(Bloomberg) -- Deutsche Bank AG has entered a capital-relief deal with the European Investment Bank that allows the German lender to grant discounts on more than €600 million ($652 million) of green mortgages in its home market.

The agreement is the latest sign that capital-relief products are increasingly being viewed by the finance industry as a way to strike more green deals against a backdrop of tougher regulations and stiff competition. Such products allow banks to transfer a portion of their portfolio risk to a third party and thereby reduce their capital requirement. Regulators in Europe have encouraged such transactions as a way to channel more funds to targeted areas such as the low-carbon energy transition.

Under terms of the Deutsche Bank arrangement, EIB will guarantee a €150 million mezzanine tranche in a consumer-loan securitization with the Frankfurt-based lender, according to a statement on Friday. Deutsche Bank said its private bank has already started offering discounted mortgages, and that corresponding products from BHW Bausparkasse AG are expected to follow at the beginning of June.

The deal “enables us to expand our mortgage-financing business and offer clients additional financing options,” Achim Kuhn, head of product management at Deutsche Bank, said in a statement. “By offering favorable conditions for mortgages, we can specifically help individuals who want to invest in energy-efficient housing.”

The bank said it’s looking to doing similar transactions in the future, as part of its goal “to increase lending capacity.” 

Earlier this year, lawmakers in the European Union passed the Energy Performance of Buildings Directive. The rollout of the new law will be gradual — lasting more than a decade — but property owners that fall too far behind risk being saddled with assets that can no longer be sold or rented. The EU estimates that about 85% of buildings in the bloc were built before 2000, with 75% of these having a “poor energy performance.”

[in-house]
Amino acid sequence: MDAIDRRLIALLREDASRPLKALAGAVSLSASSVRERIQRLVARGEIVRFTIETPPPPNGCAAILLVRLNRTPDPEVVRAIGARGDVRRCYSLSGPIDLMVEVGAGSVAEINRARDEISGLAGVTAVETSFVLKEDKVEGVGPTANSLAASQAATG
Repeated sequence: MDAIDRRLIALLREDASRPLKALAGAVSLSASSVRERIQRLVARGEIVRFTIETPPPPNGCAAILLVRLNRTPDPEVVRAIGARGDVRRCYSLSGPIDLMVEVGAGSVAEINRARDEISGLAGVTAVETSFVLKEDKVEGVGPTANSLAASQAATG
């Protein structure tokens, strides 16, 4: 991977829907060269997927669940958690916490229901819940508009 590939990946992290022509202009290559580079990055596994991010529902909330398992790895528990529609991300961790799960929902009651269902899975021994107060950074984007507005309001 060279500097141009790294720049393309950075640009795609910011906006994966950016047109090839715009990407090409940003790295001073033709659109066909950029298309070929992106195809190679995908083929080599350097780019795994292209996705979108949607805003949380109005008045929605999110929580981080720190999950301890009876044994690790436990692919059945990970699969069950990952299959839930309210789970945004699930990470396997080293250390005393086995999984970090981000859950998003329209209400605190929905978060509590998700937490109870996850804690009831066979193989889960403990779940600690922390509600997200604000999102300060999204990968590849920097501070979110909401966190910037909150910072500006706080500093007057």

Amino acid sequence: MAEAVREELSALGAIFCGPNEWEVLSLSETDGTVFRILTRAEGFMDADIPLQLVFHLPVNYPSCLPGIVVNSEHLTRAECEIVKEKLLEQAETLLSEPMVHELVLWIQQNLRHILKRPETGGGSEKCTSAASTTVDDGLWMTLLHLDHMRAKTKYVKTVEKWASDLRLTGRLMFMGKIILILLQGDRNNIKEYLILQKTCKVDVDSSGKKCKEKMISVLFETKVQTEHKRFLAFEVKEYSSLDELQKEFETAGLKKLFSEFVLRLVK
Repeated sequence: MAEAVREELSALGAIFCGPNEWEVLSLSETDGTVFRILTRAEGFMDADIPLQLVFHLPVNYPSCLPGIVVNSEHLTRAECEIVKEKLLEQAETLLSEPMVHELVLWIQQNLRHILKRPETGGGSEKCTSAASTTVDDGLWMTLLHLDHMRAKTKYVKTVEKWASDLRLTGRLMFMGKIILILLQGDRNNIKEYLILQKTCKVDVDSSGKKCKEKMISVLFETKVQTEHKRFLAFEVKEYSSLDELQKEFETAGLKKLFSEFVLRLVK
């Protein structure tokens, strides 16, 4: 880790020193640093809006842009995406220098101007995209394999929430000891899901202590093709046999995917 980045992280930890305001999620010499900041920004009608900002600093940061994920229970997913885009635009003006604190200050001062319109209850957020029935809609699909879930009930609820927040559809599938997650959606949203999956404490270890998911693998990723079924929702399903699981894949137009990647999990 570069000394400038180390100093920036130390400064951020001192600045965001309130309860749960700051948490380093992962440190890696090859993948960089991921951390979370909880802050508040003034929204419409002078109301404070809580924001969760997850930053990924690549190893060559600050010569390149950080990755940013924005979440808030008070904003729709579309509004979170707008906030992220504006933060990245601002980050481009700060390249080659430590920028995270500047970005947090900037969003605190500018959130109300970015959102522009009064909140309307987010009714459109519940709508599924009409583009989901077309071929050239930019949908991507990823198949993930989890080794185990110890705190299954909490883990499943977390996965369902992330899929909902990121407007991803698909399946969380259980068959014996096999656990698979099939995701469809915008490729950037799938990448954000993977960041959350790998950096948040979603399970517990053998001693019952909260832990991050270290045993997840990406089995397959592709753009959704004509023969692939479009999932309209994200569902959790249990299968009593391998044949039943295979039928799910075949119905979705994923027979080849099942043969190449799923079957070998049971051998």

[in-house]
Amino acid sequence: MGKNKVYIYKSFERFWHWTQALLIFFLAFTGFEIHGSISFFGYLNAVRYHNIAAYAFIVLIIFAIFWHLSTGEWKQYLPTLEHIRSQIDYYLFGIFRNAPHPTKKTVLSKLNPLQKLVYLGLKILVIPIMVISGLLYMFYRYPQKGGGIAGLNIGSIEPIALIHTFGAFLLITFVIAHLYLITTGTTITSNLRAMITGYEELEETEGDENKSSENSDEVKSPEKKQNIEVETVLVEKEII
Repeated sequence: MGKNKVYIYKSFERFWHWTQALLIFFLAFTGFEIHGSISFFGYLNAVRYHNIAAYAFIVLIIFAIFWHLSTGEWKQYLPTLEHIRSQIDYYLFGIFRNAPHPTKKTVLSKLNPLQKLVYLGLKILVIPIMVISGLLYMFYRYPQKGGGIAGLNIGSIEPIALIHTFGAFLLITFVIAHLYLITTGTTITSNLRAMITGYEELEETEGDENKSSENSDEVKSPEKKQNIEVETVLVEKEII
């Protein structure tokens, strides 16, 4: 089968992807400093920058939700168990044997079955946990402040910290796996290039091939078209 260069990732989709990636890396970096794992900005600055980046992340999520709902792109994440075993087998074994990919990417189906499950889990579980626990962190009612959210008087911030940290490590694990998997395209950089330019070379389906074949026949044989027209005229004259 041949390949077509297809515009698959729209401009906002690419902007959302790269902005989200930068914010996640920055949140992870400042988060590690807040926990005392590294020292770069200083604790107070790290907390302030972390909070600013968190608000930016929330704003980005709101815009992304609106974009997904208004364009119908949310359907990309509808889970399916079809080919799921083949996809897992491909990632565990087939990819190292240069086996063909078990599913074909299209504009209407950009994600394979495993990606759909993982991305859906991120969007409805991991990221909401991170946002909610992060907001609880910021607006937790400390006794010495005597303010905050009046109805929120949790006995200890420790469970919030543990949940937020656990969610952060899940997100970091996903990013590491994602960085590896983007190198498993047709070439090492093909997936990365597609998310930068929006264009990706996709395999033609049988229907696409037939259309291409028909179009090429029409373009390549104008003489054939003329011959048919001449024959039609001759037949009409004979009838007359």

The EU has set a goal of cutting emissions in the building sector by 60% by 2030, with complete decarbonization set as a target for 2050. At 42% of energy consumed, buildings “are the single largest energy consumer in Europe,” according to the European Commission.

Renovation activity in Germany has so far been limited. Improvements that led to energy savings of more than 60% were conducted on just 0.1% of German homes between 2012 and 2016, compared with 0.2% for the EU, according to a report from ING Groep NV. For Germany to reach the EU’s energy label target by 2033, the pace of green renovation will have to increase 65-fold, the analysts said.

“Climate-friendly housing is a top priority for people because it helps them reduce energy costs and enhances their comfort and well-being,” said EIB Vice President Nicola Beer, who’s responsible for operations in Germany. “Our cooperation with Deutsche Bank will enable thousands of households in Germany to construct green homes or improve the climate footprint of existing houses.”

The agreement between Deutsche Bank and EIB Group supports “private individuals in Germany by granting them low-interest loans when building new, climate-friendly houses or when modernizing their houses to make them more climate-friendly with a focus on energy efficiency,” according to Friday’s statement.

The agreed securitization falls under the framework for simple, transparent and standardized securitizations (STS) of the European Securitization Regulation.

--With assistance from Steven Arons.

(Adds details from ING report in eighth paragraph.)

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